Here in Evergreen, we’re extremely fortunate and grateful to not have anywhere near the same damage as other parts of the state. Bear Creek and the dam at Evergreen Lake are definitely high and impressive. You can see that Cactus Jack’s is flooded, especially the back deck. When they open again, we’ll be sure to come down for a burger!
I took these pictures 2 days ago, but when I drove by the same place tonight, it was at least as high and getting higher.
Here’s a video of the high water crashing over Evergreen Dam covering the island directly below; and some pictures further down.
Today started out fairly early, as did all of our days on the Canyon. We were told that Spring Break on the South Rim was about as busy as it ever gets and that they can have up to 50,000 people per day there, and there are less than 1000 rooms available. I can’t imagine there’s more than a couple hundred campsites, so, I’m sure a large percentage of visitors are Griswolds.
It’s worth it to get up and out early at the Canyon, mostly to miss the crowds, but also to escape the heat of the day (which wasn’t really a problem this time of year). We were very grateful to miss the crowds and get out as the sun was rising and see things many people miss. When you stay in one of the rim lodges, they deliver the daily USA Today to the door of each room. It’s somewhat interesting to see how late into the morning some papers are still in the hallway in front of the door. I’m somewhat of a night owl usually, but on this type of vacation, it’s worth it to get up early.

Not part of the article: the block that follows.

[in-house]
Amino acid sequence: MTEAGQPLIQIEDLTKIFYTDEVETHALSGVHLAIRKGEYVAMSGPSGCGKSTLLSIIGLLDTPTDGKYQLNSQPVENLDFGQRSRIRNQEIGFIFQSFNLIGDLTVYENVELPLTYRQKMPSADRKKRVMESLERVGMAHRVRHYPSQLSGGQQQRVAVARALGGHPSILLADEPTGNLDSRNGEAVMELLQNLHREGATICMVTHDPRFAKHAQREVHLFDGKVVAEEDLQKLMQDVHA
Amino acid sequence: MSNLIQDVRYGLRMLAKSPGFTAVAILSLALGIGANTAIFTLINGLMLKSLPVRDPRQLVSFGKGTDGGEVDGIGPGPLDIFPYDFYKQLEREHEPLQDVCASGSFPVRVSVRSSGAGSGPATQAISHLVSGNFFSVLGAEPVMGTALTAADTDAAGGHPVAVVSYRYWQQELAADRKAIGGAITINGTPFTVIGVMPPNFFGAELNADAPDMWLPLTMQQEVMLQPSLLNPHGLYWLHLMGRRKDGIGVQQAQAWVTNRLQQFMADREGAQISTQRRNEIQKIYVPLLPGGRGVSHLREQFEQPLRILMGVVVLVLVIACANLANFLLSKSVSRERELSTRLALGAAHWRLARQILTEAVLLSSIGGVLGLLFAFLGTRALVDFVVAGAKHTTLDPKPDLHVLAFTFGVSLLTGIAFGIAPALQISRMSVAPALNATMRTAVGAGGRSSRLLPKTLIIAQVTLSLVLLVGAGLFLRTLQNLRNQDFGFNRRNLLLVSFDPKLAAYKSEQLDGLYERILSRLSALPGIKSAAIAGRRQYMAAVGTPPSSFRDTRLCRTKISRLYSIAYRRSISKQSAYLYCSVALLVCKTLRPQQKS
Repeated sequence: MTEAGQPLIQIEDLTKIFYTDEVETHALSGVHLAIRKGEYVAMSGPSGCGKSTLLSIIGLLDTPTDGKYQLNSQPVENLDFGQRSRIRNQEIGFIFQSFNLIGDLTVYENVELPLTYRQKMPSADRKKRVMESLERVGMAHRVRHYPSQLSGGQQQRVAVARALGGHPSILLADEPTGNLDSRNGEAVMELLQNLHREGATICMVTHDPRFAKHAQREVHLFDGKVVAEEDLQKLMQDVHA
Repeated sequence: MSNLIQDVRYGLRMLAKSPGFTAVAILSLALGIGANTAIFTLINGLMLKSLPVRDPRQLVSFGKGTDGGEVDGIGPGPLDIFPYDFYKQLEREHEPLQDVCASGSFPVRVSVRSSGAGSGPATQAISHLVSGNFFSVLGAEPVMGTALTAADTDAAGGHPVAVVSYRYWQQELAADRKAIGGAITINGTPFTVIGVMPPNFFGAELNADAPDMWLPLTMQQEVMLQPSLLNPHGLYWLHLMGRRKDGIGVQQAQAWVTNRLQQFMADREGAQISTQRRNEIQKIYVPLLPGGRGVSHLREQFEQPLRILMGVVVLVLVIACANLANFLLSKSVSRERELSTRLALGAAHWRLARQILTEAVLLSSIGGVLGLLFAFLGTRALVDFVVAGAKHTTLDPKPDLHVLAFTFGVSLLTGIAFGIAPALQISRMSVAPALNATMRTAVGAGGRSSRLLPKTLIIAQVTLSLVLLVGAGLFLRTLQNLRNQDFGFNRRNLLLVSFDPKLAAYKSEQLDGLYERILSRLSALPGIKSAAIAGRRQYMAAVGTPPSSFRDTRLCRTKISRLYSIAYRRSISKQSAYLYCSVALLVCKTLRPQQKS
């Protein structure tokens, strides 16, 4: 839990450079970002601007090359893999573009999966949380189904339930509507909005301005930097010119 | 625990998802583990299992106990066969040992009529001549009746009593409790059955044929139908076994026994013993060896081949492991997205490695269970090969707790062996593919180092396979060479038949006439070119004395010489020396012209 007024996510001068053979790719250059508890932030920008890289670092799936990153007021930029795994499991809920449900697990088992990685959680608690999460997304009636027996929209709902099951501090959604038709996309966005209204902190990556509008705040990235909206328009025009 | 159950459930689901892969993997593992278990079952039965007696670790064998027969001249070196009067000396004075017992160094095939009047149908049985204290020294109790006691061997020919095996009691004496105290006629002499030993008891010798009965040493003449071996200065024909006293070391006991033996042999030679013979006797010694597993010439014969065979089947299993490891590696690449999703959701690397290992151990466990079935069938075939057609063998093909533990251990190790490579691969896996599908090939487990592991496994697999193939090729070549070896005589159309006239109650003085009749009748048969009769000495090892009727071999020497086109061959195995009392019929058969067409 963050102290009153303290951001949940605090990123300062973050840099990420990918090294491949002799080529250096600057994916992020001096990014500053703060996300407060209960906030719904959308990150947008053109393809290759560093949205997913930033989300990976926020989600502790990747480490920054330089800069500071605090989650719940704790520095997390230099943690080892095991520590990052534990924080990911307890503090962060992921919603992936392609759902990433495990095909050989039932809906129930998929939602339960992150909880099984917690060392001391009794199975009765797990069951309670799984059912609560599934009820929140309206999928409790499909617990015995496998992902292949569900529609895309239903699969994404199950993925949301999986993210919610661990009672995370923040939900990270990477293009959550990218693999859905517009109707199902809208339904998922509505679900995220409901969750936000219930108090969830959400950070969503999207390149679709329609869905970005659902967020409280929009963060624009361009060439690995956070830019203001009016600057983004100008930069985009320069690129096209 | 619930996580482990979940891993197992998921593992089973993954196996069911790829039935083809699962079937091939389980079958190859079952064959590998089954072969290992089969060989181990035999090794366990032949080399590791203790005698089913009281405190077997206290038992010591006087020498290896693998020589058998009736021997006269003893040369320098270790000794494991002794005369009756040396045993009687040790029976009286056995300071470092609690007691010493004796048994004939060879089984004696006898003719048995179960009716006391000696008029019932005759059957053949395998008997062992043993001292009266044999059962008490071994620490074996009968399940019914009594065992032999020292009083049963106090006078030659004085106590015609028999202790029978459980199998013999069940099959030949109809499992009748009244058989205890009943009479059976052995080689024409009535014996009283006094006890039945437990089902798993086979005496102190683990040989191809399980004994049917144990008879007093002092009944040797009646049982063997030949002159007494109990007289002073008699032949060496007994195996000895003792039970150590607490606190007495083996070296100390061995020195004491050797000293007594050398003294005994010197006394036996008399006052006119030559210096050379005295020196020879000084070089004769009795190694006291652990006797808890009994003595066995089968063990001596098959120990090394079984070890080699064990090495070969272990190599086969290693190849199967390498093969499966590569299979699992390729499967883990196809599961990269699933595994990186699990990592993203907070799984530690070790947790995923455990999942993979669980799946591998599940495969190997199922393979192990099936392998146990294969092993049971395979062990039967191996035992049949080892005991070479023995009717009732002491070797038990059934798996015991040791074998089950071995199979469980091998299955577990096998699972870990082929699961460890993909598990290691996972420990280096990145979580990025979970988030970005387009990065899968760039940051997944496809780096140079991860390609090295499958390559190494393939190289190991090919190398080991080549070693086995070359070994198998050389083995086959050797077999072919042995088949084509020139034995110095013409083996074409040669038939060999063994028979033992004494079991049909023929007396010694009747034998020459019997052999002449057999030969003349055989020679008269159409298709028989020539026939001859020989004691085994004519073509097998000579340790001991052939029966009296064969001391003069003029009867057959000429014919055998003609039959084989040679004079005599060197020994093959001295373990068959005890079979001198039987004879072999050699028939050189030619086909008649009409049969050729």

Grand Canyon from the South Rim
With our down coats and mittens on, we headed down to the shuttle bus, which is about the only way to get out to Hermit’s Rest and the stops along the way by vehicle. We made a couple short stops on the way out, but decided that it would be easier to get out to the end early and then casually make our way back and this was definitely a good decision.
Hermit’s Rest is a nice place to stop, rest, enjoy a cup of coffee, and hang out and enjoy the view for a while. I decided this was a house that I could live in if the opportunity ever arises (I won’t hold my breath).